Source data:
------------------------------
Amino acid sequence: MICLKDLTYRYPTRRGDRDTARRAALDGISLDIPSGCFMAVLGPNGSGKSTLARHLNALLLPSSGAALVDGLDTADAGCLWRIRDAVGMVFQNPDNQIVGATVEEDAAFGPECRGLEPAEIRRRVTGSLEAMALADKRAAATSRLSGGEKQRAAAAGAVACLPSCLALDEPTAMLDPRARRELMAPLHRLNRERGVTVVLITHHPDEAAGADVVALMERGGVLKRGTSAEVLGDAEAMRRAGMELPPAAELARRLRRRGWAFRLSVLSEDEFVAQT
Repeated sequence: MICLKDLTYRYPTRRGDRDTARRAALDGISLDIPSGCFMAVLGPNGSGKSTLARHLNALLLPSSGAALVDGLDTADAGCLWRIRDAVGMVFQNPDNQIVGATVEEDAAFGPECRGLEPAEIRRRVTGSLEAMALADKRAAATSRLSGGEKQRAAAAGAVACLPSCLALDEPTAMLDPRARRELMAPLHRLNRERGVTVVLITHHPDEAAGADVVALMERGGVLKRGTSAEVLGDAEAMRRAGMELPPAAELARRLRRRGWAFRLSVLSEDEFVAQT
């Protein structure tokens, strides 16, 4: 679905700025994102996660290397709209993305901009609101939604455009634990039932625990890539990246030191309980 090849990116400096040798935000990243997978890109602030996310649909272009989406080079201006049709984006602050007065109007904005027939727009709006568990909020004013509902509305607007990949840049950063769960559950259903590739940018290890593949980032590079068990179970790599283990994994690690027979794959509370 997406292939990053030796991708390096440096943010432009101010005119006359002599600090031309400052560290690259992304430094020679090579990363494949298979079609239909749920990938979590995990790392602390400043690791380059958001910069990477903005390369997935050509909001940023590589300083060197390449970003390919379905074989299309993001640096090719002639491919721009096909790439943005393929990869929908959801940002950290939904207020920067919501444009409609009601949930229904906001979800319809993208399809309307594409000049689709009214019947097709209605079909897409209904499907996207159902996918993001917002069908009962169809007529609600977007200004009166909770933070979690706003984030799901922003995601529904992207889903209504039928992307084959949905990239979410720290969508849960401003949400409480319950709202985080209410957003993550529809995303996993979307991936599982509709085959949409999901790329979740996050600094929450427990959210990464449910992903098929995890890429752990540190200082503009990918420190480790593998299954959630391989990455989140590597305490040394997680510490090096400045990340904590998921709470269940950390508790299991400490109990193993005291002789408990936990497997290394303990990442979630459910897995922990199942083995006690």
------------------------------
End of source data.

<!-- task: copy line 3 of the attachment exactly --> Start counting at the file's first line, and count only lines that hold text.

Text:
């Protein structure tokens, strides 16, 4: 679905700025994102996660290397709209993305901009609101939604455009634990039932625990890539990246030191309980 090849990116400096040798935000990243997978890109602030996310649909272009989406080079201006049709984006602050007065109007904005027939727009709006568990909020004013509902509305607007990949840049950063769960559950259903590739940018290890593949980032590079068990179970790599283990994994690690027979794959509370 997406292939990053030796991708390096440096943010432009101010005119006359002599600090031309400052560290690259992304430094020679090579990363494949298979079609239909749920990938979590995990790392602390400043690791380059958001910069990477903005390369997935050509909001940023590589300083060197390449970003390919379905074989299309993001640096090719002639491919721009096909790439943005393929990869929908959801940002950290939904207020920067919501444009409609009601949930229904906001979800319809993208399809309307594409000049689709009214019947097709209605079909897409209904499907996207159902996918993001917002069908009962169809007529609600977007200004009166909770933070979690706003984030799901922003995601529904992207889903209504039928992307084959949905990239979410720290969508849960401003949400409480319950709202985080209410957003993550529809995303996993979307991936599982509709085959949409999901790329979740996050600094929450427990959210990464449910992903098929995890890429752990540190200082503009990918420190480790593998299954959630391989990455989140590597305490040394997680510490090096400045990340904590998921709470269940950390508790299991400490109990193993005291002789408990936990497997290394303990990442979630459910897995922990199942083995006690």